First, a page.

The Rehabilitation of Colonialism
by Ahmed Shawki
International Socialist Review, January / February
The war in Afghanistan has produced an orgy of self-congratulation
within U.S. ruling circles. Leave aside the estimated 4,000 dead
civilians, the return of a motley crew of gangsters who helped
to pave the way for the Taliban's rule the last time they were
in power between 1992 to 1996, or the millions of refugees who
are on the brink of starvation. This is apparently a small price
to pay to show the world the power of the United States to impose
Already U.S. strategists and their media acolytes are drawing
up new target lists. As global justice campaigner Walden Bello
What was first tried out in the Kosovo conflict in 1999 has
now been affirmed in Afghanistan. This war was the last nail in
the coffin of the "Vietnam Syndrome."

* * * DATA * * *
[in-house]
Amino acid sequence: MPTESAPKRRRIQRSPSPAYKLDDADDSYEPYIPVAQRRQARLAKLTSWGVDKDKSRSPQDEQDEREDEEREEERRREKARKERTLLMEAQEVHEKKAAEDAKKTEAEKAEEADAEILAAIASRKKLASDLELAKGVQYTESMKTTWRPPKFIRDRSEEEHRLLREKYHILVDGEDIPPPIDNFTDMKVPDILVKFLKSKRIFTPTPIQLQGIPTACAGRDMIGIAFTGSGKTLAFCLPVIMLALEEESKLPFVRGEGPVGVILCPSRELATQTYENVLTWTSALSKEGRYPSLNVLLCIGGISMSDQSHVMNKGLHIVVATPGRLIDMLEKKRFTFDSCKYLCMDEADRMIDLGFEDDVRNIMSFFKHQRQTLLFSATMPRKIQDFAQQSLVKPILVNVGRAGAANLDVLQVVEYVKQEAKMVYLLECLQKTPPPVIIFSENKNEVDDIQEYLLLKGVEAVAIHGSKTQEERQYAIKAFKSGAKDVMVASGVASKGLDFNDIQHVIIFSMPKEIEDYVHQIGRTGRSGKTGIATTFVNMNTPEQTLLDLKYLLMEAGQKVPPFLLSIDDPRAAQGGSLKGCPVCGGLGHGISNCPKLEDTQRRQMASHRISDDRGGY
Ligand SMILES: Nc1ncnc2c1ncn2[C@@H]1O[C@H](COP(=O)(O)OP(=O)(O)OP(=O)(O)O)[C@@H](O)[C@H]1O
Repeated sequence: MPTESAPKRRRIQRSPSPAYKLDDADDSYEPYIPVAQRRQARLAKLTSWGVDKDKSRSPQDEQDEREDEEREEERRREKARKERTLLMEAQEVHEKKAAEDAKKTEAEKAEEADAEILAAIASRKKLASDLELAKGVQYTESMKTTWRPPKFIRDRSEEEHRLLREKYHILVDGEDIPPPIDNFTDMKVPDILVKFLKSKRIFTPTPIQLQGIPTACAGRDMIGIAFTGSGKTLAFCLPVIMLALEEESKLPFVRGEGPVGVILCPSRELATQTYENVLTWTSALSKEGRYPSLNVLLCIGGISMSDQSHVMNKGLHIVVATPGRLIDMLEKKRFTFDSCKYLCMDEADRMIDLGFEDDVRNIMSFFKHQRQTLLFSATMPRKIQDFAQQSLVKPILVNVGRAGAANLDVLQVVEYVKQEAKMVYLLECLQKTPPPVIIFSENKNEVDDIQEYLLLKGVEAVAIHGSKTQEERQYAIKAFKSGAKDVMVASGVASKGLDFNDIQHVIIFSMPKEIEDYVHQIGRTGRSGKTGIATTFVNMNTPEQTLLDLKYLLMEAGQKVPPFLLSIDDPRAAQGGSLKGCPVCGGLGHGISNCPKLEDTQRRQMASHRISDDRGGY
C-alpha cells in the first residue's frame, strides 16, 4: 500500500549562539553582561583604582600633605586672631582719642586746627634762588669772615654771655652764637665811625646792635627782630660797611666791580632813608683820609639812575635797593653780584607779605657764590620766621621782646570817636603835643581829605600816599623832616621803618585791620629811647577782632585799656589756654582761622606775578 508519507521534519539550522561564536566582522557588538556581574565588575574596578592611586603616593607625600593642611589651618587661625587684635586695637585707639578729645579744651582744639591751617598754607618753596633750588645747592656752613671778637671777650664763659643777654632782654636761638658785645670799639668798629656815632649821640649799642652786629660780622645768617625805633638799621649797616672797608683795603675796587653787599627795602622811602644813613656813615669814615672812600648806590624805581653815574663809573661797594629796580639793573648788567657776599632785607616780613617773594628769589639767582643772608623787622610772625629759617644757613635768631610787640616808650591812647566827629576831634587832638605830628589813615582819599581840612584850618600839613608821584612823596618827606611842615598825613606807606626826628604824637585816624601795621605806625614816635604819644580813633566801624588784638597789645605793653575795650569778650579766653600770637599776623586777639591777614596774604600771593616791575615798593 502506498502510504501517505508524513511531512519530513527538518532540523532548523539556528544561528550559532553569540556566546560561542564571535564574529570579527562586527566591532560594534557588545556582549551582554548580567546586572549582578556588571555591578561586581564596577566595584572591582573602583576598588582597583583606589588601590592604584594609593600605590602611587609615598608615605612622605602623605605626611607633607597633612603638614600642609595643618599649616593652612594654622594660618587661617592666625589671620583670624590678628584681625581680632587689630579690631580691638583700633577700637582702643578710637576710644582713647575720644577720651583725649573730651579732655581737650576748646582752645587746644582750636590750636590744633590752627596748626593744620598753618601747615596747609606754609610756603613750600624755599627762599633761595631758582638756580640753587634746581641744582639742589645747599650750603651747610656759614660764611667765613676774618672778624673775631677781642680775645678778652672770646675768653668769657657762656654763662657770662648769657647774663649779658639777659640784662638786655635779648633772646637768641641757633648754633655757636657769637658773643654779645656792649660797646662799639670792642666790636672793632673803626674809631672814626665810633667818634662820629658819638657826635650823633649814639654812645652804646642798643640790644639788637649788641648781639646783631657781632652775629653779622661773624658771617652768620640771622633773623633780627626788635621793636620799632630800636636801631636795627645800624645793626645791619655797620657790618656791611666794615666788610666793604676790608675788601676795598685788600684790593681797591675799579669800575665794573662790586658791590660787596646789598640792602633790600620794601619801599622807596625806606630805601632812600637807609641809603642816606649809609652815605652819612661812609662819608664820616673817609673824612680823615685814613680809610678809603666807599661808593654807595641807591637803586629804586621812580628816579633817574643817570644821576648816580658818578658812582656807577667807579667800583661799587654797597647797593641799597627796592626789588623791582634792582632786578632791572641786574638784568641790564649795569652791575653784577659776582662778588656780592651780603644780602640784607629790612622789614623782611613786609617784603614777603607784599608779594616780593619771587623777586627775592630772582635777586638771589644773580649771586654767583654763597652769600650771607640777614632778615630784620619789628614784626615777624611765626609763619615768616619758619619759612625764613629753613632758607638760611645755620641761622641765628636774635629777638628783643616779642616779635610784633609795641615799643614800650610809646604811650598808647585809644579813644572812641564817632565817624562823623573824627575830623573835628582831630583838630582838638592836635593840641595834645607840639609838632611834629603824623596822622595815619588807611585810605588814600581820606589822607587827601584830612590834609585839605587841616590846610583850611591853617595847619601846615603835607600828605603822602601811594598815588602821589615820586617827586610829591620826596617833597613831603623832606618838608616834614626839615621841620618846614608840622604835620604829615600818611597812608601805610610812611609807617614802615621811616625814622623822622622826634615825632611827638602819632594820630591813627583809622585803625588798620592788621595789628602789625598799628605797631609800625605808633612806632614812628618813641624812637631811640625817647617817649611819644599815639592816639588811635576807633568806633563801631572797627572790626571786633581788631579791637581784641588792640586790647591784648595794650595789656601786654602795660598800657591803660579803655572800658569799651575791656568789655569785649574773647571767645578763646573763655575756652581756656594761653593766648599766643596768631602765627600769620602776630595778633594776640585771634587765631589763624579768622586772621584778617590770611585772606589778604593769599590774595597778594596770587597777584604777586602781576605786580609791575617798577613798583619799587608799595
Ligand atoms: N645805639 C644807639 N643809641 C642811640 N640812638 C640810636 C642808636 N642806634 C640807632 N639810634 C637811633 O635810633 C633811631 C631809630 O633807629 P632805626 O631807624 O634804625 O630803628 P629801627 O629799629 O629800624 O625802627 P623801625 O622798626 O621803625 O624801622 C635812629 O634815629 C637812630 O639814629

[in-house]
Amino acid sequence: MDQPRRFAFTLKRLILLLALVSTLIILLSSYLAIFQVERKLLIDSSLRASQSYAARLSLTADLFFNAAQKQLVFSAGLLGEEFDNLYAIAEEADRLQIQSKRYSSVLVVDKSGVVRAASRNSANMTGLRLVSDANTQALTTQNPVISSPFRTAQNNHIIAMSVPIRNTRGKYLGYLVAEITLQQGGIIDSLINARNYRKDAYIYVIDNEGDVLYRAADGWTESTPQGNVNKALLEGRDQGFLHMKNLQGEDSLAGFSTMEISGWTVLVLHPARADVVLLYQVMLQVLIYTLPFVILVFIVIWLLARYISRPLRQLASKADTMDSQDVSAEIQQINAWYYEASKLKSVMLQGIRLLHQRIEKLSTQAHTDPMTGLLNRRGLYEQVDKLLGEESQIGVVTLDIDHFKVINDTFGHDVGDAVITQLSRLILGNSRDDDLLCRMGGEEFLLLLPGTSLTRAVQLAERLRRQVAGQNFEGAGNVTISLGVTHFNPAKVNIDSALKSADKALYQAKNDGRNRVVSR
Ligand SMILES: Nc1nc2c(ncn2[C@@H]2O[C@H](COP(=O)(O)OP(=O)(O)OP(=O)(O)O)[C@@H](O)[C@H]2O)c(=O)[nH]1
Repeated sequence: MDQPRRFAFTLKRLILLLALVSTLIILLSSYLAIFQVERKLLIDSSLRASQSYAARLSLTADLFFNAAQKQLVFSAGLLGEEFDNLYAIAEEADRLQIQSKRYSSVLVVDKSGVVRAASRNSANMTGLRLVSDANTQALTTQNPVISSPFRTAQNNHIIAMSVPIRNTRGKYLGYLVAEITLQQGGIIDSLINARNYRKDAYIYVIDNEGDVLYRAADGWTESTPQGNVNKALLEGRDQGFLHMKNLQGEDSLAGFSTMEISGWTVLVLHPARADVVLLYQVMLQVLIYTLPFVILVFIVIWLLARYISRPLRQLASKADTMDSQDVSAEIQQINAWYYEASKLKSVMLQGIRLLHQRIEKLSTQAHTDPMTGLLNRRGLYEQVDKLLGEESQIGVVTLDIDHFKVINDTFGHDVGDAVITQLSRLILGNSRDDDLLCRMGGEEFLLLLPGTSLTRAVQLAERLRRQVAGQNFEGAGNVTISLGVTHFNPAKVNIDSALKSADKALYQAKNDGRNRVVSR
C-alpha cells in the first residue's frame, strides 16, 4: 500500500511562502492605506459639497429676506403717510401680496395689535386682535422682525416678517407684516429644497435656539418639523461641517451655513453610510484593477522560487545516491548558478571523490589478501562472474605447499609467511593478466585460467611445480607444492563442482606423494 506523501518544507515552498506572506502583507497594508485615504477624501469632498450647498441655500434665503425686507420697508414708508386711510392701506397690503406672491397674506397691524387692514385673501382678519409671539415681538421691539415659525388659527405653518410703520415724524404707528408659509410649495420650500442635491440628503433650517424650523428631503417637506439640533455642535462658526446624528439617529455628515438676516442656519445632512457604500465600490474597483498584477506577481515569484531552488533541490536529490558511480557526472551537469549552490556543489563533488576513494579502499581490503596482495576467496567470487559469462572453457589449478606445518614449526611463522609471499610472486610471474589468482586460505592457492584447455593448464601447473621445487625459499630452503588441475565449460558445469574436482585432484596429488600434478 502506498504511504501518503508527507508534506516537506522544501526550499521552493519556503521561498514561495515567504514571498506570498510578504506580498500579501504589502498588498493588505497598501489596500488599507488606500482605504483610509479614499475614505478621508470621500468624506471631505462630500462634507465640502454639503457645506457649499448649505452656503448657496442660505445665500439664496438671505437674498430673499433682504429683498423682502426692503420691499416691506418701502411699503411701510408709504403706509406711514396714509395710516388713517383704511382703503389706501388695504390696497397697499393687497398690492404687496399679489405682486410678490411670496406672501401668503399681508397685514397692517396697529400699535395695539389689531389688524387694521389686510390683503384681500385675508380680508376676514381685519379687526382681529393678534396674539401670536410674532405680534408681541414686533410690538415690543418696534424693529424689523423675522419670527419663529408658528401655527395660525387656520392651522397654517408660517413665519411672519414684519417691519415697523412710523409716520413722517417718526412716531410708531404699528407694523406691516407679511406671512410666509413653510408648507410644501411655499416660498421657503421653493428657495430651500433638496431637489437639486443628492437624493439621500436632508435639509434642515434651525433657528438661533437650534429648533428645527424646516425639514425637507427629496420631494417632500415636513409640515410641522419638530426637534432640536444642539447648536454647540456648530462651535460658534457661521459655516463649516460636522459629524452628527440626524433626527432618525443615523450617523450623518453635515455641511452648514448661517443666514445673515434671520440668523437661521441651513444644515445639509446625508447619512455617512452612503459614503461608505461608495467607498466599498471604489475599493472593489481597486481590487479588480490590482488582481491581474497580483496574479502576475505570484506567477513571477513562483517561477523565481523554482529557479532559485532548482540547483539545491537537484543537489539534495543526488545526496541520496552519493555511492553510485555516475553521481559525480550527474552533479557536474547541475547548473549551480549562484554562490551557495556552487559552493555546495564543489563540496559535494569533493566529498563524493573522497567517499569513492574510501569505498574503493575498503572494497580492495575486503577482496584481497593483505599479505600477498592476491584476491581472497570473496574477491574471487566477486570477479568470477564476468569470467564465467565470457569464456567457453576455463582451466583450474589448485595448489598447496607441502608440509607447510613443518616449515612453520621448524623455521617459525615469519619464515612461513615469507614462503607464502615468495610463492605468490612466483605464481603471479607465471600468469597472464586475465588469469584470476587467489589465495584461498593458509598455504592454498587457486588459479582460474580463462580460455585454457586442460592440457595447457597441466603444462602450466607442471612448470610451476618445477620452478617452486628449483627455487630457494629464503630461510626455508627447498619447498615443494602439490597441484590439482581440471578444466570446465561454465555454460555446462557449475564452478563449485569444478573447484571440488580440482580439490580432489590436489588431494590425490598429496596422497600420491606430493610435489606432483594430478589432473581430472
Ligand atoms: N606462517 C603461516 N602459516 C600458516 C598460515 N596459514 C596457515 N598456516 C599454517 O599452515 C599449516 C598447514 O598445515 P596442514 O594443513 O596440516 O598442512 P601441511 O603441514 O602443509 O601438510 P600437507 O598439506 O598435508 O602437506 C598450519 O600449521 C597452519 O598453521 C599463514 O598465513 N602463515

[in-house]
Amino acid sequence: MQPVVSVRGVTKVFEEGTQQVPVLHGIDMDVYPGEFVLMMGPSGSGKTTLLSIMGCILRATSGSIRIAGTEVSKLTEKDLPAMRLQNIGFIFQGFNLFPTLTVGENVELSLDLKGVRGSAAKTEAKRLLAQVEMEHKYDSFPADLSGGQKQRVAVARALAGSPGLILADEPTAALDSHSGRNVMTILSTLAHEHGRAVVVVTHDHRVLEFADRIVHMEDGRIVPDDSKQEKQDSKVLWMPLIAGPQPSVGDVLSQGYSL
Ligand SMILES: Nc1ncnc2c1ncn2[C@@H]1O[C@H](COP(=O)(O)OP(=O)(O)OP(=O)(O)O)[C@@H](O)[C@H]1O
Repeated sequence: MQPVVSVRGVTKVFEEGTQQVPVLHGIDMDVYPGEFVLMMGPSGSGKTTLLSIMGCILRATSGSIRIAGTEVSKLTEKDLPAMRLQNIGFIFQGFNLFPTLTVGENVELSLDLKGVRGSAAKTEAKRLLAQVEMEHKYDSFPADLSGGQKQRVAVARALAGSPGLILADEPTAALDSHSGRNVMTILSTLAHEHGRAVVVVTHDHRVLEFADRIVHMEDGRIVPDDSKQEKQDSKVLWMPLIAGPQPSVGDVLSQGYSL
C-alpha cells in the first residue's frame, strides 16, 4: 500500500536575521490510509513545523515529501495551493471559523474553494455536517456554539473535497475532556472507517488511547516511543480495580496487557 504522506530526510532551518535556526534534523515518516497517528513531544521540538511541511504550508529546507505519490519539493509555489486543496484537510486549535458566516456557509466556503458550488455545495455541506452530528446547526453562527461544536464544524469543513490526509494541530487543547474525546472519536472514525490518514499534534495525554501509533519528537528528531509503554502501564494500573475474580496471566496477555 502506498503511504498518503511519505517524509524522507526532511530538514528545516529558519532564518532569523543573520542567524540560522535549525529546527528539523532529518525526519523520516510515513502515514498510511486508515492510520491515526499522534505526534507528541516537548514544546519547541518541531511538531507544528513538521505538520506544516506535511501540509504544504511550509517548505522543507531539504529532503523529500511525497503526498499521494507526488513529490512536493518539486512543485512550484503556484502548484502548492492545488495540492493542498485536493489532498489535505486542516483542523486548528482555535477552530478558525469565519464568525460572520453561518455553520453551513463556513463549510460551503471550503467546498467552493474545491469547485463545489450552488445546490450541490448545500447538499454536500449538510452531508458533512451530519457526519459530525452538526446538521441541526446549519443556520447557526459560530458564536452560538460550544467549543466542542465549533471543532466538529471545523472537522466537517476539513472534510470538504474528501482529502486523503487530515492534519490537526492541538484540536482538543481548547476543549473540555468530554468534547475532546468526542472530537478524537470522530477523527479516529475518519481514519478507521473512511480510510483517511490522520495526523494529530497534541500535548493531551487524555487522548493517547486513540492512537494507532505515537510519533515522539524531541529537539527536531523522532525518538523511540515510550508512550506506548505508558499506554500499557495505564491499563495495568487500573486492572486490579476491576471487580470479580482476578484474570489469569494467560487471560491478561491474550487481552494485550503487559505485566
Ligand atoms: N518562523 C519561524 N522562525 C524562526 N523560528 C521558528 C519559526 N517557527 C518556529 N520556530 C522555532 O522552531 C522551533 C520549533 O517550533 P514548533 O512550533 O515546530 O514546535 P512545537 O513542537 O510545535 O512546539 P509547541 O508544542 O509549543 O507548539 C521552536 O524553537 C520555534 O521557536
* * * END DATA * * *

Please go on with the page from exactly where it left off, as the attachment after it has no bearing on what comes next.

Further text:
With this renewed confidence in what military historian Russell
Weigley called "the American Way of War"-massive firepower,
high technology, total victory-Washington is now seriously considering
the same sort of intervention in other states that allegedly provide
aid and comfort to the terrorists, with Yemen, Sudan, Somalia,
and Iraq being the prime candidates.
As the U.S. decides where to take its war on terrorism next,
it's important to take stock of the current shape of the world.
It is commonplace to talk about the way in which the September
11 attacks have changed "everything" in the world. But
there are dear elements of continuity and discontinuity as events
The most obvious effect has been to strengthen the forces
of reaction in the United States and internationally. On September
10, the Bush administration seemed set for a rough ride. Bush's
popularity sank to around 50 percent in most polls. His domestic
agenda seemed to have run aground. Leading Democrats even called
for cutting back on the missile defense boondoggle. His handlers